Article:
The melding of magic and traditional Polynesian flame-twirling might seem peculiar. Until, that is, you’re watching some guy spinning a flaming baton as fast as a roulette wheel and mutter to yourself, “How does he do that?”

That same question arises during any good illusionist show, and Magic of Polynesia in Honolulu is most definitely good — very good.

It’s a pity the same can’t be said for the basic dinner, a pedestrian plate of food carrying the highly inflated price of $38 over the basic show price. The dish of teriyaki chicken, boneless beef ribs, broccoli and mashed potatoes possessed all the hallmarks of the institutional food you’ll find at a military base mess hall or nursing home.

You might fare better with the deluxe meal/show package, which is $76 over the basic show price and offers “preferred” seating. That meal includes a lettuce salad with brie, hearts of palm and beets, charbroiled filet mignon and half a lobster. No one in our small group had that, nor were we seated close enough to those who did to overhear any oohs and aahs of satisfaction.

My advice is go for the magic show alone, which ends around 7:30 and leaves you plenty of time to find dinner somewhere else on Waikiki.

You won’t find a magic show like this anywhere else on Oahu, or in Hawaii, for that matter.

Magic of Polynesia takes place in a cavernous space in the Waikiki Beach Holiday Inn. Much of the wall space has been made over with faux rocky peaks and cliffs to give it a volcanic island feel — but made eerie with colored lights. The stage is immense, as it would need to be to fit things like helicopters and Lamborghinis into the act.

During the short time between dinner and the show’s start, several magicians walked among the tables, wowing diners with small-scale tricks.

A magician who introduced himself as Sparky stopped at my table. I told him card tricks are my favorite, and he quickly whipped out a deck and performed the “card warp” trick, in which one card appeared to reverse sides. He also showed me how the trick was done, and it’s a credit to his showmanship that even though he revealed the secret, I still couldn’t see how it was done.

Magic of Polynesia was created by John Hirokawa, who usually headlines the act, but has two other magicians substitute on his nights off. On the Sunday I attended, the top slot was filled by Michael Villoria, a deeply tanned man with a Cheshire Cat smile.

Interspersed throughout the act were performances by Polynesian dancers and flame twirlers. The primary twirler, a mountain of a man, doubled as a dancer with the troupe, whose series of costume changes seemed magical in itself.

I started to take photos when the show began, but was quickly told that photography and video were not allowed.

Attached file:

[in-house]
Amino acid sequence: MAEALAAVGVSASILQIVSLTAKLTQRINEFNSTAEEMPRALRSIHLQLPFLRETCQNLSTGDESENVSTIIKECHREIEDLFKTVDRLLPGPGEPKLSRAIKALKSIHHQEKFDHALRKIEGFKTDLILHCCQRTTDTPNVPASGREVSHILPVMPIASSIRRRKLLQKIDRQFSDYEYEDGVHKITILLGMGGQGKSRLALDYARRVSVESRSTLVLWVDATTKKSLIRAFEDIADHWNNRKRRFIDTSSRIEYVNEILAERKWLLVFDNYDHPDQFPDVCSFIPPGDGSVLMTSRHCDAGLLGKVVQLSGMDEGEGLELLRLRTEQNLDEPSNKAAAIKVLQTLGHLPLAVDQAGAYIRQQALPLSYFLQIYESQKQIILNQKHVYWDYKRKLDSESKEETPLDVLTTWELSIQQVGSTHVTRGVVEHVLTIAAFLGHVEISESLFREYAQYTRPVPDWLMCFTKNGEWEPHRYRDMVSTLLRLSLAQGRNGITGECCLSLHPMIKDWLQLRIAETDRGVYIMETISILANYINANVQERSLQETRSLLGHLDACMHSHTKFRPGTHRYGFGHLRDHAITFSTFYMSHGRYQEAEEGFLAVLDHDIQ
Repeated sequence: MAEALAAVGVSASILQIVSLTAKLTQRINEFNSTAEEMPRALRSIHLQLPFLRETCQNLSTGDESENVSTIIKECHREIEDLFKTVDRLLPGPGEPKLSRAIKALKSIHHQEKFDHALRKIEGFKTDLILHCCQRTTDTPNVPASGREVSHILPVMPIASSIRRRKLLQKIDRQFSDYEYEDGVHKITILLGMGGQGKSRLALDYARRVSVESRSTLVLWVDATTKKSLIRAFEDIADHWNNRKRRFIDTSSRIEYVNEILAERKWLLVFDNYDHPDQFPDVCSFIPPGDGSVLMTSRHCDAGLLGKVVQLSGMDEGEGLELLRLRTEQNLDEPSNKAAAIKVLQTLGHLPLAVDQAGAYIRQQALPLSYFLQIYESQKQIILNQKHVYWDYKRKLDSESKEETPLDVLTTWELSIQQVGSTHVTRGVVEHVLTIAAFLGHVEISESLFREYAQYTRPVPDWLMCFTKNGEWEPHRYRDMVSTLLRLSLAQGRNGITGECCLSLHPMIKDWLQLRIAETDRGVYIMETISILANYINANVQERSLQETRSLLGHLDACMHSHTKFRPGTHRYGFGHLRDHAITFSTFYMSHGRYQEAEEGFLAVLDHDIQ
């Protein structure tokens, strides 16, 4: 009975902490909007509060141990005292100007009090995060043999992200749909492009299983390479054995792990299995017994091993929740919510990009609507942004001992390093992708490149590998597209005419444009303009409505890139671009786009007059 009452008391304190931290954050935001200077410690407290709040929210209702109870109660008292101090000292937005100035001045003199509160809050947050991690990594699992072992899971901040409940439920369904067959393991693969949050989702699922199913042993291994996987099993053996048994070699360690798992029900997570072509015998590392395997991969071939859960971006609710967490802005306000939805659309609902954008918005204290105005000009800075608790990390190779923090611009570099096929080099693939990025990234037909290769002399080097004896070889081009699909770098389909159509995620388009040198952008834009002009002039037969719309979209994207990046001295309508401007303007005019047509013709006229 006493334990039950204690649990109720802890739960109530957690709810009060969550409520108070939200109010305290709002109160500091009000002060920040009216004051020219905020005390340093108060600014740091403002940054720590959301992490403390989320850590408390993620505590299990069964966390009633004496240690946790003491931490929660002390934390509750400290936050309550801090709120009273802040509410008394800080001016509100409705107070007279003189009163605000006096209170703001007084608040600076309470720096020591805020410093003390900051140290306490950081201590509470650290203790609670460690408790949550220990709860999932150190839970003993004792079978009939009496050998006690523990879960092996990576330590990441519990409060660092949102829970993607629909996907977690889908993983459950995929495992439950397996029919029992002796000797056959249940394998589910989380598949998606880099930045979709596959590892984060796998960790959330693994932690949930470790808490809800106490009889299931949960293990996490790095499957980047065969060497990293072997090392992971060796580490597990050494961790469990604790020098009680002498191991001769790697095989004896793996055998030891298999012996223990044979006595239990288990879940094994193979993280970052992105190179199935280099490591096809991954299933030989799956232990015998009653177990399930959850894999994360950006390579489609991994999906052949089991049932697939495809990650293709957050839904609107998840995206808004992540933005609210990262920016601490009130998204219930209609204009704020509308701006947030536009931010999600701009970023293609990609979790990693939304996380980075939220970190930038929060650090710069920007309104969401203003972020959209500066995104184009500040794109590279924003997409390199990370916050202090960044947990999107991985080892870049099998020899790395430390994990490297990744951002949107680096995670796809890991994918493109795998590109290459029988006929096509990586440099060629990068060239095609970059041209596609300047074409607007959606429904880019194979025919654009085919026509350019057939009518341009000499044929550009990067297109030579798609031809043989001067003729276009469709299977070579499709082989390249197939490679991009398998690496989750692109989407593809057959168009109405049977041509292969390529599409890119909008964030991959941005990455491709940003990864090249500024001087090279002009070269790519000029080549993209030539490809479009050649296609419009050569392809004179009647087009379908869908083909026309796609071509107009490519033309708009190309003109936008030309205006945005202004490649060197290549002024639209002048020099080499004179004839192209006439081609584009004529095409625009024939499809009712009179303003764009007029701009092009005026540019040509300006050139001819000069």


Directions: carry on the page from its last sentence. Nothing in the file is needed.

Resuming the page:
Villoria hit the stage and wasted no time in pulling out the big guns, making a full-size helicopter appear before the audience. Here would be the opportune time to admit that I have no answer to my repeated question, “How did he do that?”

I don’t know how he made a white Lamborghini rise into the air, then disappear. I don’t know how he made his lovely female assistant rise up and then disintegrate into confetti. I don’t know how he made her appear in an empty box suspended over the stage.

The only thing I know for sure from the roughly 90-minute show was that the flurry of snowflakes that fell over the entire auditorium in his finale wasn’t snow. It was some kind of white foam that looked stunningly like snow.

And when the lights were turned up, the “snow” was gone, as was Villoria. Twitter: @WyattWOlson

Magic of Polynesia

Address: 2300 Kalakaua Ave.

Honolulu, Hawaii

Directions: The show is in the Holiday Inn Waikiki Beachcomber Resort, which is on Kalakaua Avenue, the nearest street running parallel to the beach. Check in for the show at the hotel’s second-floor lobby.

Admission: If booked online: Deluxe dinner show $127 for adults, $67.50 ages 4-11; dinner show $88.50 for adults, $59 ages 4-11; magic show $50.50 for adults, $33.50 ages 4-11; magic show with premium seating and cocktail $67.50 for adults, $50.50 ages 4-11. Higher prices if booked via telephone.

Hours: Open daily. Dinner seating starts at 4:45 p.m.; magic show seating begins at 5:45 p.m.

Information: (808) 971-4321;

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Wyatt Olson is based in the Honolulu bureau, where he has reported on military and security issues in the Indo-Pacific since 2014. He was Stars and Stripes’ roving Pacific reporter from 2011-2013 while based in Tokyo. He was a freelance writer and journalism teacher in China from 2006-2009.

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